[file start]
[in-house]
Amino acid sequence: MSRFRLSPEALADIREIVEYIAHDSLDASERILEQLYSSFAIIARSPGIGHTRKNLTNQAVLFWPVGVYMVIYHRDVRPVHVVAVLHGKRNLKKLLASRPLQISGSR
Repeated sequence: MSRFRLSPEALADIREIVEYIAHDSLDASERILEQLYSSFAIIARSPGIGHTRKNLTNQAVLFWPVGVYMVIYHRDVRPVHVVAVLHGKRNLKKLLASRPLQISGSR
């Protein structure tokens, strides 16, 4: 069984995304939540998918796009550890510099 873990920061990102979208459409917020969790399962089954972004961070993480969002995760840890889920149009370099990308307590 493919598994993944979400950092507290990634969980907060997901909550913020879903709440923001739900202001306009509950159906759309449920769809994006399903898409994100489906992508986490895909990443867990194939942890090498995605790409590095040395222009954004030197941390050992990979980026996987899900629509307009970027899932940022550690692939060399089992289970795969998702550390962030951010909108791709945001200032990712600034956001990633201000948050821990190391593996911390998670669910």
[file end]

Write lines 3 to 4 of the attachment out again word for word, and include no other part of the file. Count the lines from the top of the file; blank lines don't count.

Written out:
Repeated sequence: MSRFRLSPEALADIREIVEYIAHDSLDASERILEQLYSSFAIIARSPGIGHTRKNLTNQAVLFWPVGVYMVIYHRDVRPVHVVAVLHGKRNLKKLLASRPLQISGSR
């Protein structure tokens, strides 16, 4: 069984995304939540998918796009550890510099 873990920061990102979208459409917020969790399962089954972004961070993480969002995760840890889920149009370099990308307590 493919598994993944979400950092507290990634969980907060997901909550913020879903709440923001739900202001306009509950159906759309449920769809994006399903898409994100489906992508986490895909990443867990194939942890090498995605790409590095040395222009954004030197941390050992990979980026996987899900629509307009970027899932940022550690692939060399089992289970795969998702550390962030951010909108791709945001200032990712600034956001990633201000948050821990190391593996911390998670669910």